Is this a man we should take pity on or have the utmost contempt for? Give us your thoughts below.
A judge has dramatically agreed to release graphic pictures of Reeva Steenkamp’s gunshot wounds after her parents begged for the ‘world to see’ the pain Oscar Pistorius had inflicted on their daughter.
The 29-year-old model was struck in the head, elbow and hip as she cowered behind a toilet door at the runner’s house three years ago.
Pistorius shot her with three military-grade Black Talon bullets that are designed to expand upon impact, wreaking devastating damage to the flesh it strikes.
Some of the pictures show her hair matted with blood and severe bruising around her eye which a pathologist said during his trial was caused by the impact of the bullet on her skull.
Judge Thokozile Masipa allowed six crime scene images to be released after Mr and Mrs Steenkamp went through the torturous process of choosing which ones they wanted to be shared with the public.
A source told MailOnline: ‘There were scores for them to look at and they bravely chose the ones that showed the horrific impact of her injuries.
‘It was a very painful process for them, but they are very anxious that people know exactly what their daughter went through on the night she died.’
MailOnline has chosen to publish some of the pictures, which we have muzzed, but the others are far too graphic to show.
The sensational ruling came during the Paralympian’s murder sentencing hearing where he had earlier teetered on his stumps in the courtroom in a desperate last bid for leniency.
The athlete, known as the Blade Runner, looked humiliated when he was asked to remove his prosthetic limbs during the televised hearing which will decide his murder sentence.
There was an awkward moment when Barry Steenkamp was forced to stand to make way for his daughter’s killer as he left the dock for the dramatic demonstration.
The spectacle of the one-time sporting superstar’s demonstration across the court room prompted a number of family members, fans and members of the public to break down in tears.
His T-shirt wet with sweat and his red eyes filled with tears, Pistorius paused at the side of the court to remove his prosthetic limbs in the full view of the packed court.
Loud sobs echoed around the wood-pannelled room as all eyes watched Pistorius move unsteadily, and much dramatically reduced in height, towards the front of the court.
As he struggled to stand still in front of the judge, and in the glare of live television coverage, a cameraman had to step forward to support him.
His therapist leapt to his aid, guiding him towards the front bench of the court which he clutched to maintain his balance.
Pistorius, 29, appeared so humiliated by the demonstration that he could only stare at the floor, tears flooding down his cheeks, as his lawyer told the court how he did not wish ‘to hide behind his fame’.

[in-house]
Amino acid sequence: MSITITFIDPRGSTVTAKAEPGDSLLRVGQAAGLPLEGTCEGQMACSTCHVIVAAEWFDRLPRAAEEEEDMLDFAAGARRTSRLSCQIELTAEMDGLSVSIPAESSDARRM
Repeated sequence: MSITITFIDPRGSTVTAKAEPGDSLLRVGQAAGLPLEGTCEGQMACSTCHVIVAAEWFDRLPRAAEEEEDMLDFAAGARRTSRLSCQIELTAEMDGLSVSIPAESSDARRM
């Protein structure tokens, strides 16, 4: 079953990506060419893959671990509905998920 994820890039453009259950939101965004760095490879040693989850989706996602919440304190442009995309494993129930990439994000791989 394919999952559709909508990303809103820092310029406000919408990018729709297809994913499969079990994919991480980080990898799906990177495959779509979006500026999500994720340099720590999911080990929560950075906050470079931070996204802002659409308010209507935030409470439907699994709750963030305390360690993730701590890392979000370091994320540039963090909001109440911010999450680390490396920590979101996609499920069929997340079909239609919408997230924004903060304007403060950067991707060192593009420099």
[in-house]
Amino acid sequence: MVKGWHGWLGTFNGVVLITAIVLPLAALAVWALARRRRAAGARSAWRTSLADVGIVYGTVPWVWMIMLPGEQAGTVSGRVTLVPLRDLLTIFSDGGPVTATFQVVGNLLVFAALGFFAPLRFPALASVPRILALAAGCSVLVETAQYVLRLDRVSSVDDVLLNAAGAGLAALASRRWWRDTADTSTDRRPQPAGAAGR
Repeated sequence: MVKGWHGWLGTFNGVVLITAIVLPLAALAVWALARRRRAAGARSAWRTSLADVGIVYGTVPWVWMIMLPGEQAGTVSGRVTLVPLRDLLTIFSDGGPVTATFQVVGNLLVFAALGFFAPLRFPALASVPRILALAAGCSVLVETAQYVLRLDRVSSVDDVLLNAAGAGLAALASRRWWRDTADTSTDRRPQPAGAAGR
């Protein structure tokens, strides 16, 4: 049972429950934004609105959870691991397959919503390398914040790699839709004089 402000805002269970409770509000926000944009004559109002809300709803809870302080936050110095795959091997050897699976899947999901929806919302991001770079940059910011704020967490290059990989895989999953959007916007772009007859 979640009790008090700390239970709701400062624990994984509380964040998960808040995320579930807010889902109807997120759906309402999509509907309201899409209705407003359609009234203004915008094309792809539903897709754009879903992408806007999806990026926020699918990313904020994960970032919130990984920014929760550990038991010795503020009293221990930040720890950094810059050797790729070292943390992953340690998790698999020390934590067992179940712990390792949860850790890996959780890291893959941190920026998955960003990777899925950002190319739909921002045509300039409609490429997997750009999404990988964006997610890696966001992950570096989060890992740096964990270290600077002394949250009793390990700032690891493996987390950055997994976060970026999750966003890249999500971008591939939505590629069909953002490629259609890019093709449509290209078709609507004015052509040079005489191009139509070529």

When the strain became too much, he knelt down on a cushion before wiping his eyes with a tissue passed to him by one of his legal team.
Pistorius’s sister Aimee, and his close friend Jenna Edkins, wiped tears from their eyes at the excruciating demonstration of the athlete’s vulnerability.
Mr Steenkamp, 72, then had to stand for a second time to allow the wretched Pistorius to return to the sanctuary of the dock where he bent over, his powerful shoulders shaking as he sobbed.
Closing his powerful argument in favour of leniency, Mr Roux reminded the judge that punishment was ‘not meant to break the offender’.
Pistorius was born without fibulas – calf bones – and at 11 months old, his parents made the difficult choice to have both of his legs amputated below the knee, enabling him to be fitted with prosthetic legs.
Doctors told his parents that the operation would be less traumatic before their son learned to walk.
During his evidence in the witness box, Pistorius described the discomfort of wearing prosthetic legs, or his iconic carbon blades, and the sores that he had to tend on a regular basis. His sentencing hearing heard how his stumps became infected while in jail.
State Prosecutor Gerrie Nel later said he would support Mr Steenkamp’s demand for the ‘world to see’ the extent of Reeva’s injuries.
He made an application for the graphic crime scene pictures – which showed Reeva’s bloodied, broken body – to be made public after consulting with her parents.
‘Isn’t it time for the world to see what Oscar Pistorius did with Black Talon rounds to Reeva Steenkamp’s head?’ he told the court, referring to the expanding bullets used by Pistorius in the killing.
The deadly ammunition is used by the military and designed to expand upon impact, wreaking devastating damage to the flesh it strikes.
The application immediately prompted the runner’s family and supporters to shake their heads and clutch one another in horror.
Pistorius slumped forward in the dock, grasping his red face in his hands at the suggestion. And his brother Carl was quick to express his disgust at the prosecutor’s application on Twitter.
He tweeted: ‘This application is distasteful to all parties. Except perhaps some parties who stand to profit from such.’
Mr Nel said the pictures were handed into court and should be made available as public documents.
He said the only reason he had asked for them to be banned from being shared during the murder trial was ‘to protect the integrity of the deceased’.
Now that the Steenkamps wanted the restriction to be lifted, Mr Nel said it would be left to the discretion of the media to use their own judgment about whether to publish them or not.
Judge Masipa said she would give her decision about the application at the time of the sentencing on July 6.
Mr Nel also questioned Pistorius’s claim of remorse, despite giving no consistent explanation for what happened on the night Reeva was shot dead.
‘Remorse without a credible explanation is impossible – remorse for what?’ he demanded to know.